Herod doesn’t know. But he wants to find out. So,

When he had called together all the people’s chief priests and teachers of the law, he asked them where the Messiah was to be born. "In Bethlehem in Judea," they replied. - Matthew 2:4-5

The religious leaders know where to find the Messiah. And yet, when travelers show up looking for him, they don’t follow. Their spiritual practices have become an end instead of a means. The routines that were meant to help them learn about who God was became such a strong focus that they missed God when He actually came.


There are many wonderful spiritual practices that can become part of our Advent routines. Yet these practices themselves aren’t the goal of this season any more than Christmas trees or songs or shopping or any other tradition.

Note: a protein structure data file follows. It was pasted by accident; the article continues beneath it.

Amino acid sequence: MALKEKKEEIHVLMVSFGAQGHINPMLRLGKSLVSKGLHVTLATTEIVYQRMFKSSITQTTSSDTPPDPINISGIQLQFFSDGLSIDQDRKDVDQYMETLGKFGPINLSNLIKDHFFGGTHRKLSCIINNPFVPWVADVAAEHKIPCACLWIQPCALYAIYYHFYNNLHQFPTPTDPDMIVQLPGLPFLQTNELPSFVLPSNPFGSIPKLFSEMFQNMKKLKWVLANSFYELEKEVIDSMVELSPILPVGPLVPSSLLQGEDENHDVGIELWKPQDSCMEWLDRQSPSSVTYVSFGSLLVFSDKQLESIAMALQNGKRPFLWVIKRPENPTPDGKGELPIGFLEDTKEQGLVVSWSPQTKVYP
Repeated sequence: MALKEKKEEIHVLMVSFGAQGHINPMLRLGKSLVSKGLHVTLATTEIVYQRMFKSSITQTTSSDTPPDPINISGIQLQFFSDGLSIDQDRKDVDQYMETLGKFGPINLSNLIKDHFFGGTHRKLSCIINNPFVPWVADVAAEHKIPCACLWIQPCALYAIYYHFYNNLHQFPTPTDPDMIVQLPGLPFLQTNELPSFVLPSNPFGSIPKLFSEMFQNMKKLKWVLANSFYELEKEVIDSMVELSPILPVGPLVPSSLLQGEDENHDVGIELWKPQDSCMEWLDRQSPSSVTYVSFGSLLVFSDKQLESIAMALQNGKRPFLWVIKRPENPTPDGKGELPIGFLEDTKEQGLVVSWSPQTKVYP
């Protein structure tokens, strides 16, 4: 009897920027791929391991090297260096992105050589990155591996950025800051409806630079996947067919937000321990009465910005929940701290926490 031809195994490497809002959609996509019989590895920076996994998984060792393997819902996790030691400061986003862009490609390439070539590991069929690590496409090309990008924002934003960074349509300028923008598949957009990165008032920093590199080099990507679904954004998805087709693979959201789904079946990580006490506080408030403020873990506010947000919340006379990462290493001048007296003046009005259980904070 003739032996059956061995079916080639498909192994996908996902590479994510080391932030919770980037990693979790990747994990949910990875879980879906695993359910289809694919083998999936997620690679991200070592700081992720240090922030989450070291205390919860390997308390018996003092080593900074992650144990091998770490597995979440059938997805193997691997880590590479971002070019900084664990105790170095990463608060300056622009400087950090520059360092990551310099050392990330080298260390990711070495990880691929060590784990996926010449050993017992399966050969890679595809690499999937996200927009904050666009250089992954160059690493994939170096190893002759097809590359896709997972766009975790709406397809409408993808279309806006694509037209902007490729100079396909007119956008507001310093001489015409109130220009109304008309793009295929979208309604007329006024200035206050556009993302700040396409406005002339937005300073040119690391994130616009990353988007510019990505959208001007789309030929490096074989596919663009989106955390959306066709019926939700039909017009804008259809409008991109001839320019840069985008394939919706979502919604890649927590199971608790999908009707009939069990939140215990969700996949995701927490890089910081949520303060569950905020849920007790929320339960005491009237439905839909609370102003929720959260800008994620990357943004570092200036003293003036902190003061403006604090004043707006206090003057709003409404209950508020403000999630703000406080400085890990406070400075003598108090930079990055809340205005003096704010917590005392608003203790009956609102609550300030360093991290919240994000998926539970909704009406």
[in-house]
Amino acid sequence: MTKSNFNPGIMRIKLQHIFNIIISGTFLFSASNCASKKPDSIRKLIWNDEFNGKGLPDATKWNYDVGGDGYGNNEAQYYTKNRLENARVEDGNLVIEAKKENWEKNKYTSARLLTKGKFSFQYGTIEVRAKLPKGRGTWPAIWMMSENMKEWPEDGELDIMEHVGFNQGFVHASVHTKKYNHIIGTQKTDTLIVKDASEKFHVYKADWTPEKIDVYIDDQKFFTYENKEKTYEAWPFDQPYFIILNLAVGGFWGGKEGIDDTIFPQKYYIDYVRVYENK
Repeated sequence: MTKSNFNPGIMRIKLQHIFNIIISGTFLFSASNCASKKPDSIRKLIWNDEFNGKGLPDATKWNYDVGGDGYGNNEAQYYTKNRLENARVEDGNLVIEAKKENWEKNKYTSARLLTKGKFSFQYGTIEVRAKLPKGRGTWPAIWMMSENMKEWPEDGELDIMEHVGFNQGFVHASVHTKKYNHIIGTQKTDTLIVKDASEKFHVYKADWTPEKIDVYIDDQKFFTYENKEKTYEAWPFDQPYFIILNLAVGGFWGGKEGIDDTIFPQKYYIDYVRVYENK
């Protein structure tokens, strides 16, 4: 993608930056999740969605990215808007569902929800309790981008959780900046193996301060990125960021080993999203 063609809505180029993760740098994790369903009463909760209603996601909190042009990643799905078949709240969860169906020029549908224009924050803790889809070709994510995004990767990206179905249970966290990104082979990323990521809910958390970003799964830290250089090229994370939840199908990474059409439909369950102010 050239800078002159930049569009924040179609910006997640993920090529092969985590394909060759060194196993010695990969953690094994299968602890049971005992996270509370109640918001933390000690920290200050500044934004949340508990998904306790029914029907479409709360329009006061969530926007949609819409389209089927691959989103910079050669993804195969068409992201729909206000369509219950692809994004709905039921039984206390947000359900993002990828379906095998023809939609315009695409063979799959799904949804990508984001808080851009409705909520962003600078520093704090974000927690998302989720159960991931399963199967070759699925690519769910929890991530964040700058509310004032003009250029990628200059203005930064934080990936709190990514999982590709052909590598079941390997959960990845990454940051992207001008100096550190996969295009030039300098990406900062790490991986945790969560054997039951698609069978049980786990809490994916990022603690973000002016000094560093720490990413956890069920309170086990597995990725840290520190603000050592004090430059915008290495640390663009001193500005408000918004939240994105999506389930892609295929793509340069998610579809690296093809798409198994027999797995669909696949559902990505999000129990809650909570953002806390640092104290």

It’s human nature to judge ourselves based on our ability to successfully complete tasks, especially for someone like me who struggles with being an achiever. But this is not the point of Advent practices.

The point of Advent is to make space in our lives to recognize our longing for Christ. That sense of longing may come during a Bible reading or a candle lighting, but it may also come in times or places when we least expect it. If we get caught up in our sense of failure for not doing Advent right, we may miss the opportunities to connect with the longing of Advent when it does break into our lives.